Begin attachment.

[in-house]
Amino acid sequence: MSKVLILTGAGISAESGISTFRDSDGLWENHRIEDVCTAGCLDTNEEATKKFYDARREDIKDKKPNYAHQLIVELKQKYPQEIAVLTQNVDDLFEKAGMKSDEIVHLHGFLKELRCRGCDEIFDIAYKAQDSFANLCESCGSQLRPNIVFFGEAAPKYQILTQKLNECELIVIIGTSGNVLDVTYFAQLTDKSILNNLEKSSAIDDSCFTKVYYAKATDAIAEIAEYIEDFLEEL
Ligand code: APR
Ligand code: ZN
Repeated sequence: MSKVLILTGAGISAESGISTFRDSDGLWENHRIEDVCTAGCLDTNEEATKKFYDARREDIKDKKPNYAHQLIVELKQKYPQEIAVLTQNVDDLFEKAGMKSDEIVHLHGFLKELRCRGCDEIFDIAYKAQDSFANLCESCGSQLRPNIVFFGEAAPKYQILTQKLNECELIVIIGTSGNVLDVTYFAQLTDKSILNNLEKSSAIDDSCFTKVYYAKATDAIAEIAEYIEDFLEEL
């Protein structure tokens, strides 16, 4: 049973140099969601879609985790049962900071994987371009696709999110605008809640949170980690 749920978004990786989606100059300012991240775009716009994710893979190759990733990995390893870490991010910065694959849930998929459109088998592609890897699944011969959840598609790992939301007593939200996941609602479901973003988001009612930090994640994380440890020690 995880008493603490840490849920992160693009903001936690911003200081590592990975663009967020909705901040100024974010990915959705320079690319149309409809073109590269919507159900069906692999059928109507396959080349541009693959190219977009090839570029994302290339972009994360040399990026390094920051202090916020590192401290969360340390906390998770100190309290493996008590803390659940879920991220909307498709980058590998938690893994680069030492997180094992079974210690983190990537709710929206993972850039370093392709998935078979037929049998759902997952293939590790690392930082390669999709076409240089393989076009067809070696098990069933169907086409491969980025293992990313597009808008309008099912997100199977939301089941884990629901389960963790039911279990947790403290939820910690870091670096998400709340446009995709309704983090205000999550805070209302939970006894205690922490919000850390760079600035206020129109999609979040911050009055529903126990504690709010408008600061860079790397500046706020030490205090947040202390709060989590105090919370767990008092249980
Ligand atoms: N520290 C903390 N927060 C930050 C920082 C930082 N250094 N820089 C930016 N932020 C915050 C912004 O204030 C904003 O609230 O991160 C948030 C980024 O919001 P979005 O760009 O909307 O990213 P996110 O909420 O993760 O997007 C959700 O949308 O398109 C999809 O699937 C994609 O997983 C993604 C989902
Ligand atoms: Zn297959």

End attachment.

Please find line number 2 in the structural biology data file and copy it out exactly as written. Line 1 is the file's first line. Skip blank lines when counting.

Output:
Amino acid sequence: MSKVLILTGAGISAESGISTFRDSDGLWENHRIEDVCTAGCLDTNEEATKKFYDARREDIKDKKPNYAHQLIVELKQKYPQEIAVLTQNVDDLFEKAGMKSDEIVHLHGFLKELRCRGCDEIFDIAYKAQDSFANLCESCGSQLRPNIVFFGEAAPKYQILTQKLNECELIVIIGTSGNVLDVTYFAQLTDKSILNNLEKSSAIDDSCFTKVYYAKATDAIAEIAEYIEDFLEEL